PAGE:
It may be recalled that the Sindh Governor, speaking at a meeting at Governor House on 23rd April 2004 had reportedly stressed upon implementation of a coordinated plan for Vision Karachi. The Governor said that Karachi is the seventh largest city of the world and an emerging economic hub of the region and Vision Karachi should be accomplished by making available modern facilities such as infrastructure, health, education, tourism and recreation. He added that coastal areas, international shopping plaza, theme parks, light rail, education and health sectors would be developed on international standards. All efforts were aimed at bringing improvement in life standard of common man and provide facilities to the citizens and the tourists. He reportedly directed the concerned officers to formulate a master plan in this respect and devise clear strategy and schedule for all the projects.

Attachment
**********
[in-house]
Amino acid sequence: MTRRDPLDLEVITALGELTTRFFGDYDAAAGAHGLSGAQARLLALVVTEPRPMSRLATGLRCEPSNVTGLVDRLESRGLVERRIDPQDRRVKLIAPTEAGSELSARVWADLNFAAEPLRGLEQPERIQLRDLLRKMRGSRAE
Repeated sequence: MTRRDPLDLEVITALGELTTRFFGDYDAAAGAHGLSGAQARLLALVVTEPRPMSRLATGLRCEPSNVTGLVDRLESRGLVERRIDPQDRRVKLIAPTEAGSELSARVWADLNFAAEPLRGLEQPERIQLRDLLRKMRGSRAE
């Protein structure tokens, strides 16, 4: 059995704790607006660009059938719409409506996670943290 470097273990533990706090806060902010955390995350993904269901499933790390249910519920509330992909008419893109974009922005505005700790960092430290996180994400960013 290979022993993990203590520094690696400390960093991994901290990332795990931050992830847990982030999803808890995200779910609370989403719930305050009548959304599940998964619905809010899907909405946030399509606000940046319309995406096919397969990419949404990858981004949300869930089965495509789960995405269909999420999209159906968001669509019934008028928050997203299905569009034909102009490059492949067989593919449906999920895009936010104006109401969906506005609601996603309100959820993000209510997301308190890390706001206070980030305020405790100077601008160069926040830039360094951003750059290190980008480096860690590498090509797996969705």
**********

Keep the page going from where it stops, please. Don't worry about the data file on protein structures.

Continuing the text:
The study team has been working on the study. The newspapers have reported the exchange of views in the Second Workshop held in this context at Karachi on 8th July 2004. Some of the points that emerged from discussion include the need for upgrading of industrial infrastructure, implementation of police reforms, special focus for resolving problems of industry, lack of new jobs opportunities with adverse effects on the peace of civil society, need for improvement in quality and quantity of education, lack of amusement and entertainment opportunities, need for harmony in communities rather than conflict, policy planning needed for cheap and efficient transport and organized traffic, administrative and legal reforms in the bodied managing land, housing, water supply, drainage and sanitation, solid waste management and electricity; need for public private partnership in the service sector, building of the Southern By-Pass, etc. The problems of Karachi are deep-rooted and resolution of each problem needs a critical study through frank discussion among the stakeholders.